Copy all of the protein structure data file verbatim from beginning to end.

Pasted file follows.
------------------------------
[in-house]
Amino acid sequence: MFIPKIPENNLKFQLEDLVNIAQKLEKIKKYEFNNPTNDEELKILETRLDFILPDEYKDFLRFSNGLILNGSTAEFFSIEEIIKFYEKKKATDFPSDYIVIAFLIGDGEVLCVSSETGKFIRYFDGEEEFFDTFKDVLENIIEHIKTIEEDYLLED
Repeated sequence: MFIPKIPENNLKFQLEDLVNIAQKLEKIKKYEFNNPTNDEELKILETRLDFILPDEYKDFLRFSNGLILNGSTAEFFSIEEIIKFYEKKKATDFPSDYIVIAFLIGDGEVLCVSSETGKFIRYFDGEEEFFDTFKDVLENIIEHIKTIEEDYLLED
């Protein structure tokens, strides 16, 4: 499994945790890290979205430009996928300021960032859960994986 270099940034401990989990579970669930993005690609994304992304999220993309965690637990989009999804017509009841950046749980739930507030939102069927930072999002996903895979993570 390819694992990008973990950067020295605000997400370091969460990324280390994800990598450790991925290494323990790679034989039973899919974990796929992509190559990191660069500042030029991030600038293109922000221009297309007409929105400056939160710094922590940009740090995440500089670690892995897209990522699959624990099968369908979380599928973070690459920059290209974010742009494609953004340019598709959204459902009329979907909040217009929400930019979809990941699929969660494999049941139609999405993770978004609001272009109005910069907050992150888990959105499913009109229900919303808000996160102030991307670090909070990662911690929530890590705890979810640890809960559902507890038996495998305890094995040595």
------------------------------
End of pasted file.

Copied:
[in-house]
Amino acid sequence: MFIPKIPENNLKFQLEDLVNIAQKLEKIKKYEFNNPTNDEELKILETRLDFILPDEYKDFLRFSNGLILNGSTAEFFSIEEIIKFYEKKKATDFPSDYIVIAFLIGDGEVLCVSSETGKFIRYFDGEEEFFDTFKDVLENIIEHIKTIEEDYLLED
Repeated sequence: MFIPKIPENNLKFQLEDLVNIAQKLEKIKKYEFNNPTNDEELKILETRLDFILPDEYKDFLRFSNGLILNGSTAEFFSIEEIIKFYEKKKATDFPSDYIVIAFLIGDGEVLCVSSETGKFIRYFDGEEEFFDTFKDVLENIIEHIKTIEEDYLLED
């Protein structure tokens, strides 16, 4: 499994945790890290979205430009996928300021960032859960994986 270099940034401990989990579970669930993005690609994304992304999220993309965690637990989009999804017509009841950046749980739930507030939102069927930072999002996903895979993570 390819694992990008973990950067020295605000997400370091969460990324280390994800990598450790991925290494323990790679034989039973899919974990796929992509190559990191660069500042030029991030600038293109922000221009297309007409929105400056939160710094922590940009740090995440500089670690892995897209990522699959624990099968369908979380599928973070690459920059290209974010742009494609953004340019598709959204459902009329979907909040217009929400930019979809990941699929969660494999049941139609999405993770978004609001272009109005910069907050992150888990959105499913009109229900919303808000996160102030991307670090909070990662911690929530890590705890979810640890809960559902507890038996495998305890094995040595």